What is a femoral hernia?

Your muscles are usually strong enough to keep your intestines and organs in their proper place. Sometimes, however, your intra-abdominal tissues can be pushed through a weakened spot in your muscle when you overstrain. If a portion of tissue pushes through the wall of the femoral canal, it’s called a femoral hernia. A femoral hernia will appear as a bulge near the groin or thigh. The femoral canal houses the femoral artery, smaller veins, and nerves. It’s located just below the inguinal ligament in the groin.

A femoral hernia can also be called a femorocele.

Women are more likely than men to suffer from a femoral hernia. Overall, femoral hernias are not common. Most hernias that affect the groin are inguinal hernias, and fewer than 3 percent of all hernias are femoral. Misleading femoral hernias more likely to incarcerate than inguinal. However, they can occasionally lead to severe problems if the hernia obstructs and blocks blood flow to your intestines. This is called a strangulated hernia — it’s a medical emergency and requires immediate surgery.

What causes a femoral hernia?

The exact cause of femoral and other hernias are unknown most of the time. You may be born with a weakened area of the femoral canal, or the area may become weak over time.

Certain conditions can contribute to the weakening of the muscle walls and those include:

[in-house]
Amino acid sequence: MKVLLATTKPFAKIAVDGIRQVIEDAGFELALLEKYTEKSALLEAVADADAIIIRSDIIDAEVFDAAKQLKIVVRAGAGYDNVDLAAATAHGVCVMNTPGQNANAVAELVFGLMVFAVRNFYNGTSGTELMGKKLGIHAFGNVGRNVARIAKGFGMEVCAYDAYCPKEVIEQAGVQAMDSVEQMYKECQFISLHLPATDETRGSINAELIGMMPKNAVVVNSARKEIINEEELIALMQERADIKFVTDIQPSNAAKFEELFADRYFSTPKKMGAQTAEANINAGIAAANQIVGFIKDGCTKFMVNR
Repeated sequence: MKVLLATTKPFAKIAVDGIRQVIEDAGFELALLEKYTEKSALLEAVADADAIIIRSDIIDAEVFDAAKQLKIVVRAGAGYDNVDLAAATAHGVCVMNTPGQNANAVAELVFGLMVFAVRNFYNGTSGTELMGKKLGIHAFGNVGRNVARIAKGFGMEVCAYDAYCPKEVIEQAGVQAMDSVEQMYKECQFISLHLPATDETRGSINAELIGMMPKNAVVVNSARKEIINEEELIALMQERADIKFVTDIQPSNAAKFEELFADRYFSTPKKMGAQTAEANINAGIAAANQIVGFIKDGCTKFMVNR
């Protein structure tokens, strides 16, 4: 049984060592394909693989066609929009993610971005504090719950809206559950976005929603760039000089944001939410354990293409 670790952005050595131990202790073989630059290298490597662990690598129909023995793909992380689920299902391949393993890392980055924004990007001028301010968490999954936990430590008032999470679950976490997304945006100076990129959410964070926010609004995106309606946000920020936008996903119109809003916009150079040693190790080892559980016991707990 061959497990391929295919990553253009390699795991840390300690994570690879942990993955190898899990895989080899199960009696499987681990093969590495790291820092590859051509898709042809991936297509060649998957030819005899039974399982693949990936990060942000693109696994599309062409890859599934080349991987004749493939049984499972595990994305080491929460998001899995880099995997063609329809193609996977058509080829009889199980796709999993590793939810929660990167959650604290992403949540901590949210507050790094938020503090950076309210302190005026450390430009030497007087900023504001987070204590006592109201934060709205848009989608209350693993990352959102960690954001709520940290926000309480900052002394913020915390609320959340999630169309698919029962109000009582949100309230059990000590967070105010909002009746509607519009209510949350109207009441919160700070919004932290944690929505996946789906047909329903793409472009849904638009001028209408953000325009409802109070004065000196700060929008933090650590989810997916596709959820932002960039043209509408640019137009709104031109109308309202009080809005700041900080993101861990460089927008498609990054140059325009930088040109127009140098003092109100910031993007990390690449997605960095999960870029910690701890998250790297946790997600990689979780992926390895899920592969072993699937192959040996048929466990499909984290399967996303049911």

• Childbirth
  • Chronic constipation
  • Heavy lifting
  • Being overweight
  • Difficult urinationdue to an enlarged prostate
  • Chronic coughing


How can a femoral hernia be treated?

Surgical hernia repair are often performed under general anaesthesia however in certain circumstances local / regional anaesthesia may be used. This means you will be asleep for the procedure and unable to feel pain. Femoral hernia repair can be done as either an open or laparoscopic surgery. An open procedure requires a larger incision and therefore a slightly longer recovery period.

Laparoscopic surgery uses three to four keyhole-sized incisions that minimize loss of blood. The type of surgery chosen depends on factors, including:

  • The fitness of the patient
  • The difficulty of the procedure

Femoral hernias are often asymptomatic, however due to their high risk of causing problems (e.g. incarceration, strangulation or obstruction) your surgeons will often advise surgical repair.

In both surgeries, your surgeon will make incisions in your groin area to access the hernia. The intestine or other tissue protruding from the femoral area is returned to its proper position. The surgeon will sew the hole back together and may reinforce it with a piece of mesh. The mesh strengthens the wall of the canal.


How long will it take to recover?

You should be able to go home on the day of, or the day after, your operation. Get an adult to take you home in a car or taxi and follow any instructions you're given by the hospital.

After the operation, your groin will feel sore and uncomfortable. You'll be given painkillers to help relieve this discomfort.

We advise no heavy lifting or vigorous exercise for 6 weeks. However most people find they can resume most non strenuous activities after 2 weeks.

Once you have had your operation with Mr Lingam depending on the type of hernia. He will give you information about the most suitable type of hernia repair you need.


Contact us

Should you wish to consult Mr Lingam about your hernia, please send an email to mklingam.sec@gmail.com or call:

Derby Nuffield on 01332 540100

Derby Private Suite on 01332 786128

Mr Lingam consults at the Derby Nuffield on Tuesday AM, Wednesday and Friday PM and at Derby Private Suite on a Thursday PM.